Matador Records Limited
The New Pornographers – one of those bands (a “super-group” arguably) that you can depend on, I check in and out, I haven’t listened to every single album they’ve released but I still have fond memories of discovering this band’s music – feel-good, friendly, happy power-pop, but it doesn’t ever feel slight, inconsequential.
Here they’ve almost had a Sufjan Stevens-like makeover, well, the album cover looks like something he might wear…anyway…this is most definitely upbeat and record collection-referencing, two crucial tenets of power-pop as I understand it.
There’s a bit of ELO to the wonderful Backstairs, the opening title track announces the musical themes and moods – a cleverly crafted version of 80s pop bombast. Actually, it’s a different sound – but maybe a similar ideology/approach to this year’s War on Drugs album, the remaking/re-imagining of pop’s recent/ish past but recast to somehow sound thoroughly contemporary.
Where AC Newman and Neko Case have recently made rather startling solo albums – borne of personal anguish, heartbreak – here we have the Pornographer in unison, that healing power of music making the means for celebration and being the means of celebration.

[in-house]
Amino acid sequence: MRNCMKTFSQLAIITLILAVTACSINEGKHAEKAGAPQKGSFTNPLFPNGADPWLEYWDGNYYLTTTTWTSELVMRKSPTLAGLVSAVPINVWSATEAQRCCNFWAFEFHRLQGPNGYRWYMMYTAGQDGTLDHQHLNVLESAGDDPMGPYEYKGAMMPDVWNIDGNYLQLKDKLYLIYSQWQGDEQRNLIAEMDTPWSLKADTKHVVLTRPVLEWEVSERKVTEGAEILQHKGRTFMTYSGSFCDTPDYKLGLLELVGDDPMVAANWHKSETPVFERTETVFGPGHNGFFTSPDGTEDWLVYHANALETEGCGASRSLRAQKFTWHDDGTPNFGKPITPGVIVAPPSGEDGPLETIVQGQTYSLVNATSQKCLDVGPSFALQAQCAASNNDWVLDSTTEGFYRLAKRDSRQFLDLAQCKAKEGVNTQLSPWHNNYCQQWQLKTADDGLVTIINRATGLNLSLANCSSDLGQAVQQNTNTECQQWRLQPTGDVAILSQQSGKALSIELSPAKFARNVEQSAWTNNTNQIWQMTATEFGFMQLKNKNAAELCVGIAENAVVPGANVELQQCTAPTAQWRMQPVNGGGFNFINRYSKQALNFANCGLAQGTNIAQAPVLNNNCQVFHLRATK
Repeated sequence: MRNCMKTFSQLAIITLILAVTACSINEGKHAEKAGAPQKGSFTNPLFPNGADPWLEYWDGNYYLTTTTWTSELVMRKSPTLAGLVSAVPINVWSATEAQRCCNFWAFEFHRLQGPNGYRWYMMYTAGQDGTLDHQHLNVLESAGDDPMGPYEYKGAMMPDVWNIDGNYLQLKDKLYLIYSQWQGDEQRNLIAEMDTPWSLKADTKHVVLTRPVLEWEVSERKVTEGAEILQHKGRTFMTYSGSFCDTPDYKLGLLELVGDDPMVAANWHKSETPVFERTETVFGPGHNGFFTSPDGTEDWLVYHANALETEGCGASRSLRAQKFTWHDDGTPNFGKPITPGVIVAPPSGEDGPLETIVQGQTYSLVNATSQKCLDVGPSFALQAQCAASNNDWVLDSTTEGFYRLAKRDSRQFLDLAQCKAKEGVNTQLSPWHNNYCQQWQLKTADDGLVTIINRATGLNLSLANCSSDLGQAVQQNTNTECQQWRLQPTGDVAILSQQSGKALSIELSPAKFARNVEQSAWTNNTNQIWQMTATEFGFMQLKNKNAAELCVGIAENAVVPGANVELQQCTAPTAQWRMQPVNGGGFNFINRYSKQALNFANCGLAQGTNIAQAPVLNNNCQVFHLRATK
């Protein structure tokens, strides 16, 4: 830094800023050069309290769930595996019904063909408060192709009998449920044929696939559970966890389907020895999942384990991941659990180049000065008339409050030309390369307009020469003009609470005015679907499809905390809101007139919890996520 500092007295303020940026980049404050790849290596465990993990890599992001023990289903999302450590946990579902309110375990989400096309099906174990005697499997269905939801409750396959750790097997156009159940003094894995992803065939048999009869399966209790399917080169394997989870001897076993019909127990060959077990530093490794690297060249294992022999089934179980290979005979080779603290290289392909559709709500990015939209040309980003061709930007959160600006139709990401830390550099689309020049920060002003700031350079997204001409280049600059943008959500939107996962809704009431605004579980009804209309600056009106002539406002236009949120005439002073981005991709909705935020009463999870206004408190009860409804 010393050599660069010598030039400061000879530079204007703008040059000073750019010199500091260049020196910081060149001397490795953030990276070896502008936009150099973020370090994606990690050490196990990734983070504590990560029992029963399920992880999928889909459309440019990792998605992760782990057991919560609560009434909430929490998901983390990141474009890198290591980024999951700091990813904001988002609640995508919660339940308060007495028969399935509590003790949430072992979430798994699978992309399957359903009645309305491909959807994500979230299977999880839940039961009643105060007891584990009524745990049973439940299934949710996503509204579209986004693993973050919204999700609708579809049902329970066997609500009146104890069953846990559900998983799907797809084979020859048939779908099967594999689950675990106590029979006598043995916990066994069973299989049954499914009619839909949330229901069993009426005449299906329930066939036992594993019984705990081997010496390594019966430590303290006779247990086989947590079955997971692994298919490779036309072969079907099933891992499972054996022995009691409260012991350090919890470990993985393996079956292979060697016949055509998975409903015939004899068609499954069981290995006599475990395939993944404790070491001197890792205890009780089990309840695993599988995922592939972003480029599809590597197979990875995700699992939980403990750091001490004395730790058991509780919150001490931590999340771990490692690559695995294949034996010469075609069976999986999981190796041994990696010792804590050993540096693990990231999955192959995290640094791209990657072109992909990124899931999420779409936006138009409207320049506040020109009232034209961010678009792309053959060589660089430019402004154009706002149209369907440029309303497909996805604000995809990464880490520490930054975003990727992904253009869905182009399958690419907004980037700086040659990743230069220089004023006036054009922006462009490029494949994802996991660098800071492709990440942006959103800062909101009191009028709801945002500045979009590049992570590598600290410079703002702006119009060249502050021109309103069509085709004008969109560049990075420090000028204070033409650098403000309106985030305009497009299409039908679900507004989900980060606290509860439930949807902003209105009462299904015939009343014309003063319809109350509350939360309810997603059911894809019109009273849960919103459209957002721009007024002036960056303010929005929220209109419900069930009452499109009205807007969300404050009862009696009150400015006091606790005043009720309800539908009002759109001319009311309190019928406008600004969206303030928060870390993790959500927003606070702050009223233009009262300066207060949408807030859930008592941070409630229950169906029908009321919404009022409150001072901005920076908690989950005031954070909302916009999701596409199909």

Champions of Red Wine might be what you’d hoped for with Chrissie Hynde’s solo debut – nothing as good as this song on that Pretender’s record, but what a lovely, charming hook, a lovely shimmer to it.
Fantasy Fools has some of Grizzly Bear’s ideas around vocal arrangement but it’s married up to a post-Grandaddy feel, as if The Sophtware Slump was stripped only of what made it weird but never what made it wonderful.
As much as Brill Bruisers references the 1980s – a spikiness to War On The East Coast, a loping swirl to Marching Orders, the John Waite-like Wide Eyes – there’s never the feeling that this album’s tunes were created under duress, as slaves to the rhythms still haunting the ears of these songwriters from their teen years. It’s more a case of placing those ideas in a contemporary setting, as with War on Drugs you hear the music and have some feelings of nostalgia for songs you’re hearing first time around. Spidyr feeling like something Tom Gray or Dexys might have made, but sounding fresh and exciting today at the same time. Hi-Rise with those little swirls and bubbles but no overt cuteness to trivialise, the closing You Tell Me Where a final reminder that from retro influences this band has arrived at a determinedly futurist sound. It’s still power-pop dear, though not as we’ve always known it, yet somehow just like we always want it.